4. This way we can avoid having to deal with creating a base class for all meshes.

I will keep you in touch.

Again repeating myself I REALLY LOVE your plugin. It’s just amazing. I can donate up do 30$ if you allow me to. Thank you very much for it.

Hello again , so I recorded what I managed to do. But its still a rought work, not so configurable etc.

I am not even sure if I could do it without messing around with WebBrowserWidget itself. I am thinking of making an engine fork for my project separately. But I am still thinking…

Anyways the result is this:

Some code how I did it.


In CefWebBrowserWindow


bool FCEFWebBrowserWindow::ReadTexturePixelData()
    // Read the render target surface data back.
    struct FReadSurfaceContext
        FTexture2DRHIRef SrcRenderTarget;
        TArray<FColor>* OutData;
        FIntRect Rect;
        FReadSurfaceDataFlags Flags;

    FSlateShaderResource* ShaderResource = GetTexture(false);

    if (ShaderResource == nullptr) {
        return false;

    FTexture2DRHIRef SrcRenderTarget = ((TSlateTexture<FTexture2DRHIRef>*)ShaderResource)->GetTypedResource();


    FReadSurfaceContext ReadSurfaceContext =
        FIntRect(0, 0, ShaderResource->GetWidth(), ShaderResource->GetHeight()),

        FReadSurfaceContext, Context, ReadSurfaceContext,
            // check(IsInRenderingThread());
             FRHICommandListImmediate& RHICmdList = GRHICommandList.GetImmediateCommandList();


             UE_LOG(LogTemp, Warning, TEXT("ReadSurfaceContext.OutData %d"), Context.OutData->Num());



    return true;

And IsPixelTransparent()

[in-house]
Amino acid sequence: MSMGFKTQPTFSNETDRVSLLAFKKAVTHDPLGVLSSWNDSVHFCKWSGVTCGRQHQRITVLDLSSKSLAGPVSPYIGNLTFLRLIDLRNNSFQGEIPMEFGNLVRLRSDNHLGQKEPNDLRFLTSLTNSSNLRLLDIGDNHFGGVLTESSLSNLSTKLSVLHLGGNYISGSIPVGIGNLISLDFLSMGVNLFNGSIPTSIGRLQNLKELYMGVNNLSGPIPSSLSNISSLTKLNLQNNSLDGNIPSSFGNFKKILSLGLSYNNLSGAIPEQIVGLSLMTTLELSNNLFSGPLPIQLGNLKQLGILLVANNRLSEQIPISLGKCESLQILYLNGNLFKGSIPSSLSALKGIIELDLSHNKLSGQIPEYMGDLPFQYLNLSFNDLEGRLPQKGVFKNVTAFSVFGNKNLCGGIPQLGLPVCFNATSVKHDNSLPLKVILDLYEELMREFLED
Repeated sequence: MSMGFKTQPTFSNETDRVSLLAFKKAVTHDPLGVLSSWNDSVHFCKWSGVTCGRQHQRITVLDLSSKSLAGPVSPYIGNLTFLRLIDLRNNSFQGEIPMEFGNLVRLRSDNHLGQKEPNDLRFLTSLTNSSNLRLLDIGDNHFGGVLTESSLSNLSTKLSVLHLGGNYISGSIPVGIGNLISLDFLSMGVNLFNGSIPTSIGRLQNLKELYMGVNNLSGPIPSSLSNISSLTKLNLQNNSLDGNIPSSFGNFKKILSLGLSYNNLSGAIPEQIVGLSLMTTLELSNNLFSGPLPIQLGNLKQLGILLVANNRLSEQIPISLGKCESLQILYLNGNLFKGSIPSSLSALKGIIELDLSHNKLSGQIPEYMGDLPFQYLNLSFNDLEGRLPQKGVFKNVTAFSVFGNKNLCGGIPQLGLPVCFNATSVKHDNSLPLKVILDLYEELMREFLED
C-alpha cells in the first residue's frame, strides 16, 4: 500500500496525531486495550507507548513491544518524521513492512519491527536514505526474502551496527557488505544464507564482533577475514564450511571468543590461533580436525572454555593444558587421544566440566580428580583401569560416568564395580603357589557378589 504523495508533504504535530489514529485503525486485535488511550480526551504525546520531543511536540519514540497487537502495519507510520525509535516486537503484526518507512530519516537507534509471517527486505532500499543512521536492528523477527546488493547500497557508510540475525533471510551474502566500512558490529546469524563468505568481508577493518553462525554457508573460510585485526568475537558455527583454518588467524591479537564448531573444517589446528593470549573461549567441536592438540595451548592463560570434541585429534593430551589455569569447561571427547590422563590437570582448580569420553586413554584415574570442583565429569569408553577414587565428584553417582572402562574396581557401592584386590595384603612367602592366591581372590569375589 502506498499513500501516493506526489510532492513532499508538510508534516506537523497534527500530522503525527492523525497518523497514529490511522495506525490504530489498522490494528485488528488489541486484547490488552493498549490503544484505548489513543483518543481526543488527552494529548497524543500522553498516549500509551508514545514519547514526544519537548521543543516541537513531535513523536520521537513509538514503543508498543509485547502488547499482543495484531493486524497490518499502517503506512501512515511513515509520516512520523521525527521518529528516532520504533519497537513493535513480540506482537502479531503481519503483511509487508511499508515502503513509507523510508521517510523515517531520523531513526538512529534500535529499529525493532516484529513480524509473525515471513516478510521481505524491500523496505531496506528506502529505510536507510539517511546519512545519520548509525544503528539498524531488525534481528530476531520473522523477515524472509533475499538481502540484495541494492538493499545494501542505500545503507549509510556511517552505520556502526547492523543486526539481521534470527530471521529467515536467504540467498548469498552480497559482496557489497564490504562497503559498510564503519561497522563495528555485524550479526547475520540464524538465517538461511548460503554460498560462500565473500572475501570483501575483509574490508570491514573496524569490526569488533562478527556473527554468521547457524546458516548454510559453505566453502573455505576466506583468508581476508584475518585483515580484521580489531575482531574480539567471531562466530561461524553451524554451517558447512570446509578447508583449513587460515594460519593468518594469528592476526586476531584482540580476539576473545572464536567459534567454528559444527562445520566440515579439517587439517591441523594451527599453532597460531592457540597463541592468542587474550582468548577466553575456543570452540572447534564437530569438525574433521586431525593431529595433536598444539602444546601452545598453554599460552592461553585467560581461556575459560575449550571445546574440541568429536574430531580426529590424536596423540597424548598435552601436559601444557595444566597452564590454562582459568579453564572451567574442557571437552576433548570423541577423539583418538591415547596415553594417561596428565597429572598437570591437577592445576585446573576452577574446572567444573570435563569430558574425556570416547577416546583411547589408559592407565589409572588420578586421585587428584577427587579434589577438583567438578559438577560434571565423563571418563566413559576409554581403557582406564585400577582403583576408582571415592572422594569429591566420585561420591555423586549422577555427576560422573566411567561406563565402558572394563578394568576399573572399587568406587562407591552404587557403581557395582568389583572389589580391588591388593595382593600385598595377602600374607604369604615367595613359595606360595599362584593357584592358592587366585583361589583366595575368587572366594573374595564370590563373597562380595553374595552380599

bool FCEFWebBrowserWindow::IsPixelTransparent(FVector2D Position)
    if (ReadTexturePixelData()) {

        if (ColorData.Num() == 0) {
            return false;

        FSlateShaderResource* ShaderResource = GetTexture(false);

        if (ShaderResource == nullptr) {
            return false;

        FColor Pixel = FColor(0, 0, 0, 0);
        int32 PixelIndex = (int32)Position.Y * (int32)ShaderResource->GetWidth() + (int32)Position.X;

        if (ColorData.IsValidIndex(PixelIndex)) {
            Pixel = ColorData[PixelIndex];

        return Pixel.A != 0;

    return false;

Inside the WebInterface

bool UWebInterface::Tick(float DeltaTime)
    APlayerController* Player = GetOwningPlayer();

    if (Player != nullptr) {

        UGameViewportClient* Viewport = GEngine->GameViewport;

        FVector2D AbsPosition = UWidgetLayoutLibrary::GetMousePositionOnPlatform();

        FVector2D PixelPosition;
        FVector2D ViewportPosition;

        USlateBlueprintLibrary::AbsoluteToViewport(Viewport->GetWorld(), AbsPosition, PixelPosition, ViewportPosition);

        FVector2D ViewportSize;


        if (PixelPosition.X > 0 && PixelPosition.Y > 0 && PixelPosition.X <= ViewportSize.X && PixelPosition.Y <= ViewportSize.Y)
            if (WebInterfaceWidget->IsPixelTransparent(PixelPosition))

    return true;

A couple of side notes:

  1. webinterface extends now from FTickerObjectBase also
  2. Every single widget From WebInterface up to CefBrowserWindow is pasing the IsPixelTransparent method in chain.

Hello !
We are working on a project where we use the WebUI plugin for developing the user interface with React. We are currently facing some problems and it would be nice to be able to debug our app. It’s running perfectly in Chromium but when loaded in Unreal with WebUI its not working as intended.

As far as I understand, WebUI is using the internal Chromium Embedded Framework in UE4, which should have a debugger tool that can be opened on localhost: port.

Is it possible with WebUI to open the devTools? And if so, how do we know which port it’s using?

Thanks in advance!